The Surprising Secret to Selling Yourself

There was a recent article in the Harvard Business Review by Heidi Grant Halvorson, Ph.D that contests the conventional wisdom that a person’s track record of success (or a company’s, for that matter) is the single most important factor in determining whether or not they get hired. Many of us tend to think that we need to put most of our focus on proving our value in previous roles, when in fact, people tend to be much more interested in what we CAN do rather than what we have ALREADY accomplished.


From the artice:

… when we are deciding who to hire, promote, or do business with, it turns out that we don’t like the Big Thing nearly as much as we like the Next Big Thing. We have a bias — one that operates below our conscious awareness — leading us to prefer the potential for greatness over someone who has already achieved it.

A set of ingenious studies conducted by Stanford’s Zakary Tormala and Jayson Jia, and Harvard Business School’s Michael Norton paint a very clear picture of our unconscious preference for potential over actual success.

For candidates in the midst of a job search, this should be a wake-up call that the approach you (and almost everybody else) have been taking, may not be working that well.

… they found the same pattern when they looked at evaluations of job candidates. In this case, they compared perceptions of someone with two years of relevant experience who scored highly on a test of leadership achievement, versus someone with no relevant experience who scored highly on a test of leadership potential. (Both candidates had equally impressive backgrounds in every other way). Evaluators believed the candidate with leadership potential would be more successful at the new company than the candidate with a proven record of leadership ability. (Incidentally, if you ask the evaluators to tell you whose resume is more impressive, they agree that it’s the one with experience. They still prefer the other guy anyway.)

So is it still important to highlight major accomplishments and career achievements on your resume? Of course! However, this research re-emphasizes what we preach to clients every day – in order for the resume to do its job, you need to demonstrate the specific value you can bring to an organization and prove that there is still upside and room for growth that can be cultivated in the right environment.

All this suggests that you need a very different approach to selling yourself than the one you intuitively take, because your intuitions are probably wrong. People are much more impressed, whether they realize it or not, by your potential than by your track record. It would be wise to start focusing your pitch on your future, as an individual or as a company, rather than on your past — even if that past is very impressive indeed. It’s what you could be that makes people sit up and take notice — learn to use the power of potential to your advantage.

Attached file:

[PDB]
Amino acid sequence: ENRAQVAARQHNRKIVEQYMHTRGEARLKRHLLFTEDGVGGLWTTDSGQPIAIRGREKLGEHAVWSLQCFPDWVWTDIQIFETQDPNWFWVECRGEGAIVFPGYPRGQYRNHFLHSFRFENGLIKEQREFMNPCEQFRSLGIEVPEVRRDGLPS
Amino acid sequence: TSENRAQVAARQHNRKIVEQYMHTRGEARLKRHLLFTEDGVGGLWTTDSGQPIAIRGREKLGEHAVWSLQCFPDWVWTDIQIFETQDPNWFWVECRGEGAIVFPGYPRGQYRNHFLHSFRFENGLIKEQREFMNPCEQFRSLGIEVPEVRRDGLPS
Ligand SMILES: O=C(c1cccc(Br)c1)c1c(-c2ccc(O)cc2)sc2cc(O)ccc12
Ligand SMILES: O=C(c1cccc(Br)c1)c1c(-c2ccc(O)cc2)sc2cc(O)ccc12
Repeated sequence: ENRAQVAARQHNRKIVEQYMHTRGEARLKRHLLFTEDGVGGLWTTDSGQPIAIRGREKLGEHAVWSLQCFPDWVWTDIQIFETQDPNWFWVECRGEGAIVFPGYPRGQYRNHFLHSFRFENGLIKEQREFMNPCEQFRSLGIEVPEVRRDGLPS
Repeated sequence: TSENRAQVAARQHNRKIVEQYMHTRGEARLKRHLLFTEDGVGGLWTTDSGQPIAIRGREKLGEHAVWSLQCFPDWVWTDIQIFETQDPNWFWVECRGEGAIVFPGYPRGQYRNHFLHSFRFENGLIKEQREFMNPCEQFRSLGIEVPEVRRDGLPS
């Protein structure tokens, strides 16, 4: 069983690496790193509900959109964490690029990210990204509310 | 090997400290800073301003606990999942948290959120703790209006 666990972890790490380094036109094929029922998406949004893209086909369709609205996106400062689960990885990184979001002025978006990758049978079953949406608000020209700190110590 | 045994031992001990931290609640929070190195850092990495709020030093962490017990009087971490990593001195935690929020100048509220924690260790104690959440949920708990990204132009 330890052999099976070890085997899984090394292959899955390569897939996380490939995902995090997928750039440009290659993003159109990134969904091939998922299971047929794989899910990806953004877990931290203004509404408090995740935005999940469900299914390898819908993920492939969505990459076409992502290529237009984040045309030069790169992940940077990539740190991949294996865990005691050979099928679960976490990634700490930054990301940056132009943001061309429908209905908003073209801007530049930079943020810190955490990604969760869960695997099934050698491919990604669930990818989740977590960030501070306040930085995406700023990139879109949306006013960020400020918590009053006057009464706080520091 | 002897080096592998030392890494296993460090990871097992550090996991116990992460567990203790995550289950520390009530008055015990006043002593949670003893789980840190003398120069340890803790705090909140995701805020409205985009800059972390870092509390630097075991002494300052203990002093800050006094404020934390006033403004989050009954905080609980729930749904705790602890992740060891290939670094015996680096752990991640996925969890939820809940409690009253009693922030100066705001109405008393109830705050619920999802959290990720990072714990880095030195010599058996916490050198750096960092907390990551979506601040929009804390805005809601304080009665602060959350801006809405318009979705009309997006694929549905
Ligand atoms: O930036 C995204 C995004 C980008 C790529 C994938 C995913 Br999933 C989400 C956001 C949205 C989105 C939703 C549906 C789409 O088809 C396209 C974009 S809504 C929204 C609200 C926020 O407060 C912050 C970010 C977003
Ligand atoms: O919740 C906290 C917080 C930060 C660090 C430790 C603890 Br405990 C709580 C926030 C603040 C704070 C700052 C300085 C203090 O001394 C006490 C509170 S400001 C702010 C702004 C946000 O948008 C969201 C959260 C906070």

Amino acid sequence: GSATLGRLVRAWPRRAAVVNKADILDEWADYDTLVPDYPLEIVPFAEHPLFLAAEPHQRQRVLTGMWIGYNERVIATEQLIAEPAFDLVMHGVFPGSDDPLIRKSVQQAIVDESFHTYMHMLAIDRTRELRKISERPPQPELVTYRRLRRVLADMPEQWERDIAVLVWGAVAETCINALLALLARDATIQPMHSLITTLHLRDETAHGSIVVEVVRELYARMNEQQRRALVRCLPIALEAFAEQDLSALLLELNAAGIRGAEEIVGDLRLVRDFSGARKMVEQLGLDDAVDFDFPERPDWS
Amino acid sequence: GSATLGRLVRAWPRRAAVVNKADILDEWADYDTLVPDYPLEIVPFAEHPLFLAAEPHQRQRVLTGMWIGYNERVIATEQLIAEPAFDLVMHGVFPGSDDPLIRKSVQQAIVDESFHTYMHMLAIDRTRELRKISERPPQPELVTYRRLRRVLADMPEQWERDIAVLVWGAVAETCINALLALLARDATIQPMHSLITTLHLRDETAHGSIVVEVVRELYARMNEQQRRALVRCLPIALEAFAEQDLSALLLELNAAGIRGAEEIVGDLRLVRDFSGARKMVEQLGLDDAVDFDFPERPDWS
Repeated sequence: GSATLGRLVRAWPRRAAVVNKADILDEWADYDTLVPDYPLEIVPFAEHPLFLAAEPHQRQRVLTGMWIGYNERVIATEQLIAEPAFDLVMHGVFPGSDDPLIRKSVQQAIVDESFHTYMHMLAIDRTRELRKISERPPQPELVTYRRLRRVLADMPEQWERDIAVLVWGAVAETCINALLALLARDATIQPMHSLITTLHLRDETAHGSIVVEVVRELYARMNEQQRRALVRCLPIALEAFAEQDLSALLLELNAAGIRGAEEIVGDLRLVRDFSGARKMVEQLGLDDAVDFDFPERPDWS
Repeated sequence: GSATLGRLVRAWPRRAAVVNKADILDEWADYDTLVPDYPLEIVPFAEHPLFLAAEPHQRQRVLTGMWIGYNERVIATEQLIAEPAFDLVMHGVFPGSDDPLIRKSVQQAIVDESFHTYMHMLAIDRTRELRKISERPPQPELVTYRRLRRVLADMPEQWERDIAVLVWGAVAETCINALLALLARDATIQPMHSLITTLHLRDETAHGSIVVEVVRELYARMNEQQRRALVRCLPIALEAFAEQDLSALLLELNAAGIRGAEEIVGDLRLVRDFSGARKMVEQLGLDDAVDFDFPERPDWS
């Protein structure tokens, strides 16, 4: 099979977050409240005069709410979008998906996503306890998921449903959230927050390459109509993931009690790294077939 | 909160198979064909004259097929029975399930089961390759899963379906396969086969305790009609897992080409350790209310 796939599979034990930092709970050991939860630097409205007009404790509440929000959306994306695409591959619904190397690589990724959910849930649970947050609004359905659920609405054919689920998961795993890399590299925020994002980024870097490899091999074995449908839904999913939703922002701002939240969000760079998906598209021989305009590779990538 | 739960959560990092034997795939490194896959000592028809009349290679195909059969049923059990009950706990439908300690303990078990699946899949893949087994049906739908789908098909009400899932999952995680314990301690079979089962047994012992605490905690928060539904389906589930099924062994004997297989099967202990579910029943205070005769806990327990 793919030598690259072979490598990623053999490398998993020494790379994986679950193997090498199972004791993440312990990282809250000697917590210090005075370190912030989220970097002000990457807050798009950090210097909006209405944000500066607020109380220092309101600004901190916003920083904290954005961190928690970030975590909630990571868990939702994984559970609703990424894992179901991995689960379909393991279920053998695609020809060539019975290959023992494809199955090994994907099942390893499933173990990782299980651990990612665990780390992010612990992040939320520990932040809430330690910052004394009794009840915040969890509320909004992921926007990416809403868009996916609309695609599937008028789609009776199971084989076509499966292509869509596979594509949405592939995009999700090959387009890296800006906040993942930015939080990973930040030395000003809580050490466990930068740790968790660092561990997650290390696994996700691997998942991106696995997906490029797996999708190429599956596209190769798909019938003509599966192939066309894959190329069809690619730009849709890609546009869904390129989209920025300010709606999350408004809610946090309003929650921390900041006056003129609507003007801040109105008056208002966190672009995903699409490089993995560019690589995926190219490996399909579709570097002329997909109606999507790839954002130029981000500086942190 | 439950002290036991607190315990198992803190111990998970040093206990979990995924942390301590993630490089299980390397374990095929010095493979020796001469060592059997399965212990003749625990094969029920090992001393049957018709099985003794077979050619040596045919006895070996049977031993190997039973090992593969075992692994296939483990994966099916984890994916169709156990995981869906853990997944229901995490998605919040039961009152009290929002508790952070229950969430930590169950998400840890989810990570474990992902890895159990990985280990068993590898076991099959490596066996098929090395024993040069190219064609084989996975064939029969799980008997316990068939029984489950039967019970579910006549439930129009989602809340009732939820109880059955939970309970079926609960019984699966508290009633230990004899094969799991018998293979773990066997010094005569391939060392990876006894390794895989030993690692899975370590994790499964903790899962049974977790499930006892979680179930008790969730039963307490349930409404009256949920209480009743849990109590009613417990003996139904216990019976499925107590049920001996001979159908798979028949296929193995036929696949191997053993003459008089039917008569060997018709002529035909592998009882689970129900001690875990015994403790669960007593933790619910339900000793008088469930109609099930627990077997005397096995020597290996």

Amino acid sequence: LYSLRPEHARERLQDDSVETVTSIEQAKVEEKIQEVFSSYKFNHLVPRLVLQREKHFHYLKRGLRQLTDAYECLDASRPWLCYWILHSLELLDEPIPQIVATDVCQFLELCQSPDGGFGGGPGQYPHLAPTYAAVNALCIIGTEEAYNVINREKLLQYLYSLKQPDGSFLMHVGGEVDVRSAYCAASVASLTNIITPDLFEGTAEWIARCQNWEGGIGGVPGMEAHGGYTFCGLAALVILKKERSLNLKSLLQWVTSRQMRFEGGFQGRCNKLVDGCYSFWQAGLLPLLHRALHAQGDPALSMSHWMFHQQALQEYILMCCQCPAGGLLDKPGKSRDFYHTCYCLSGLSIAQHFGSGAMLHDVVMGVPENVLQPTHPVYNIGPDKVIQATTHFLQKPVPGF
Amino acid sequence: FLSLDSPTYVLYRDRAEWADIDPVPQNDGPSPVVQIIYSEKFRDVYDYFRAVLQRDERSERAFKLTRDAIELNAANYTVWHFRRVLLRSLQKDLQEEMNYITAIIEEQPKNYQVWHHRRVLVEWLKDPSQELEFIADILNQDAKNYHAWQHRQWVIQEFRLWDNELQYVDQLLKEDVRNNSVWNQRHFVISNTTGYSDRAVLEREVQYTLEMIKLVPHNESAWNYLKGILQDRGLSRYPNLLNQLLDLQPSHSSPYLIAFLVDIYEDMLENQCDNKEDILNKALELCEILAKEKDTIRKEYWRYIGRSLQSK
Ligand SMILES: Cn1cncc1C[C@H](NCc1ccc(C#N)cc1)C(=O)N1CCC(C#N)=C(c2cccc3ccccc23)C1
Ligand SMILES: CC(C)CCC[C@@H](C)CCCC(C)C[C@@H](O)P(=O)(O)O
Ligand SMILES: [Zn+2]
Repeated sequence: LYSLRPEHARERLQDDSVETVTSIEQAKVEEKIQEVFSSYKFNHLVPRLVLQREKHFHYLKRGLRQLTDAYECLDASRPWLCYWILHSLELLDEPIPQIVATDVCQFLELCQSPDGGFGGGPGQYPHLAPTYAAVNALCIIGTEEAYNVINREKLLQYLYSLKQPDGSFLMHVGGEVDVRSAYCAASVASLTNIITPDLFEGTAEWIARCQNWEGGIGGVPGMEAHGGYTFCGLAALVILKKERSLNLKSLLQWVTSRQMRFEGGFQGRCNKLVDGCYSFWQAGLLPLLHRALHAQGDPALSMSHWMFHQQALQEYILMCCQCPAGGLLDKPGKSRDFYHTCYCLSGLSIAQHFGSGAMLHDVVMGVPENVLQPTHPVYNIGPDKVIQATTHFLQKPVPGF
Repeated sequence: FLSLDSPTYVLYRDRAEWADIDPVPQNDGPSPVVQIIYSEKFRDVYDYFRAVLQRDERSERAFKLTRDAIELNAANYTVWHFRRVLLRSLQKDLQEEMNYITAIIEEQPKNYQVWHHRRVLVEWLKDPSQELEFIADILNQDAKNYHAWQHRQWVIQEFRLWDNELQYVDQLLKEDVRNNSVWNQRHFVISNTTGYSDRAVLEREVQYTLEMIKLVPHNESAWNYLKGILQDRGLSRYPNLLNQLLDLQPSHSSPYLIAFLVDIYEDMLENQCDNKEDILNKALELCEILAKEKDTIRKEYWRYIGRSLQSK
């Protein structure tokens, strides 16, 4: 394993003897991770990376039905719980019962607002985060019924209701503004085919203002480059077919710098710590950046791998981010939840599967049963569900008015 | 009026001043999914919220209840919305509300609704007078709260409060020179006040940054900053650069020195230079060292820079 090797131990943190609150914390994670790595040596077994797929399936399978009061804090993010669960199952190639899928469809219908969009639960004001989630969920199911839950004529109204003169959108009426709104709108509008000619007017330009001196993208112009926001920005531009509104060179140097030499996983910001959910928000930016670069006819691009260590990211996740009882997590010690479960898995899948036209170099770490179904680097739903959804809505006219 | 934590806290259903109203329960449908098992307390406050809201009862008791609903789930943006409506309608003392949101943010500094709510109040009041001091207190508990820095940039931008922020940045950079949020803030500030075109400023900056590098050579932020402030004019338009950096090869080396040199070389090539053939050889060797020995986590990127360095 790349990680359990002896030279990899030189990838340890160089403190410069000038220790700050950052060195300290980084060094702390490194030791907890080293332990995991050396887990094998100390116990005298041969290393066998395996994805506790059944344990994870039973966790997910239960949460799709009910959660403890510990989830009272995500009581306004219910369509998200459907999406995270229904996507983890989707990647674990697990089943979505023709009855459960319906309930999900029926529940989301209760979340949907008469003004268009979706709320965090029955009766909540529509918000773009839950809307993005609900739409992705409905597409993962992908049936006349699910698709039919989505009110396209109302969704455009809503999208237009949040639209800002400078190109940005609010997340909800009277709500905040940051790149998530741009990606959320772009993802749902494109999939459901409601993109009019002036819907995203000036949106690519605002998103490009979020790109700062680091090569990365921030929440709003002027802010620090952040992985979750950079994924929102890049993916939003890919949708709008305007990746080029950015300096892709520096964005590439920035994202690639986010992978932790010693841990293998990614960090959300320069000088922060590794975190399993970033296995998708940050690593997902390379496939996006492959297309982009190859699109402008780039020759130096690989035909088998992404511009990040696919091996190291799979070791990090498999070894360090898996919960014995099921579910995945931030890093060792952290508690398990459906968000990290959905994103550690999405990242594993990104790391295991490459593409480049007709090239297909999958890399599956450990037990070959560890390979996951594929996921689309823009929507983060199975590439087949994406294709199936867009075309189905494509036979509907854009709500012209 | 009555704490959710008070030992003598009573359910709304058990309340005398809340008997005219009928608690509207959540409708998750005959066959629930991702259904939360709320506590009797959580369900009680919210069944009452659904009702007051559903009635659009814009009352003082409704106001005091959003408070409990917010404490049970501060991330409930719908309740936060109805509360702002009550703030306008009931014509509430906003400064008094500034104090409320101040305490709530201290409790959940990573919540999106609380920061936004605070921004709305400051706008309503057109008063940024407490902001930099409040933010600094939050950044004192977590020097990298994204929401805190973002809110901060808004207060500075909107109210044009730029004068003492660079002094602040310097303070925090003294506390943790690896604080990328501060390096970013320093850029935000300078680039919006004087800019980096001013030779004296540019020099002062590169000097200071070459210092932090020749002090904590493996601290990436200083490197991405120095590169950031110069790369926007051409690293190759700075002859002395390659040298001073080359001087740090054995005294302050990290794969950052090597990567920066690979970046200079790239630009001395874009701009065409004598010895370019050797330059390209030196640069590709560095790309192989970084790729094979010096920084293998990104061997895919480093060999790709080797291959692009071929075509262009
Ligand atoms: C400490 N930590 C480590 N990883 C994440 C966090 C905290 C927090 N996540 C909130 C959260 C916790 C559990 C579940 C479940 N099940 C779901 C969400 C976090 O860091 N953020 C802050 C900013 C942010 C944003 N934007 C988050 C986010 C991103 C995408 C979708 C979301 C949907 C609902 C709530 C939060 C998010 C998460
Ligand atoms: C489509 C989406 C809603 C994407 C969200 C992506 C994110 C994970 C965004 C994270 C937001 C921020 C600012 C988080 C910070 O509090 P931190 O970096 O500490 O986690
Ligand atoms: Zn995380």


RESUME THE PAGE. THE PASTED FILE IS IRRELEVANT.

Dr. Halvorson hit the nail on the head.

The Rise of the Creative Resume

Over the last several years, there has been a massive increase in the use of artistic and creative resume designs. Graphic designers have actually opened up an entirely new niche by providing job seekers with unique designs that are meant to help them stand out from the traditional black and white text resume.

Picture courtesy of Loft Resumes

The question many people have about this new phenomenon is “do they really work?” The answer is a bit convoluted and it really depends on who you ask, but my official answer is yes…and no.

The Pros


  • They look really, really cool and definitely stand out in a pile of resumes.
  • For a designer, it is a useful example of your creativity.
  • It gives the impression that you’re taking the job search seriously.
  • It enables you to more easily cover up any perceived deficiencies.
  • You can draw the reader’s attention to very specific parts of the resume.


Because creative resumes are still a relatively new trend, designers who submit them now are able to capitalize on the initial “wow” factor that they have. In certain niches of the creative world, this type of resume may become the standard rather than the exception, so first-adopters may have the advantage. Unfortunately, these resumes do have their fair share of detractors.

The Cons


  • The design may keep them from passing applicant tracking systems.
  • Many HR managers feel they are over-designed and lack substance.
  • From a scannability perspective, they can be very difficult to read.
  • Editing or creating alternate versions could be a nightmare.
  • It loses effectiveness if everybody starts doing the same thing.
  • You lose valuable space to detail experience and accomplishments.


Anybody in human resources will tell you that they don’t expect to see a seismic shift in the way resumes are written any time soon. In order for a hiring manager or recruiter to adequately assess a candidate’s qualifications, they need to see a clear, easy-to-read summary of where the job seeker has worked and what they’ve been able to accomplish. Because applicant tracking systems are set up to scan text files, Word docs, and PDF’s, the creative resume will be limited to a small sub-set of the workforce and will work most effectively as a complement to a traditional resume.

Five Insanely Cool Creative Resumes

Vicky Frenkel – The Resume Shop

The French Press Loft Resumes


Orange Resume

Steve Pratt

When a Free Resume Critique Isn’t Really Free

If you google “free resume critique”, just under half a million results pop up. So clearly, there’s no shortage of options out there for people who are looking to get a little unbiased feedback on their resume, LinkedIn profile, or bio. Right? Wrong.


The vast majority of the companies out there offering free resume critiques have an agenda – they ultimately want you to buy their full (and usually overpriced) resume writing services. It makes sense. Resume writing companies make money by writing resumes – not by giving free advice, so they need to be sure that prospective buyers know that there are major issues with their resume and the only way to fix it is with a rewrite.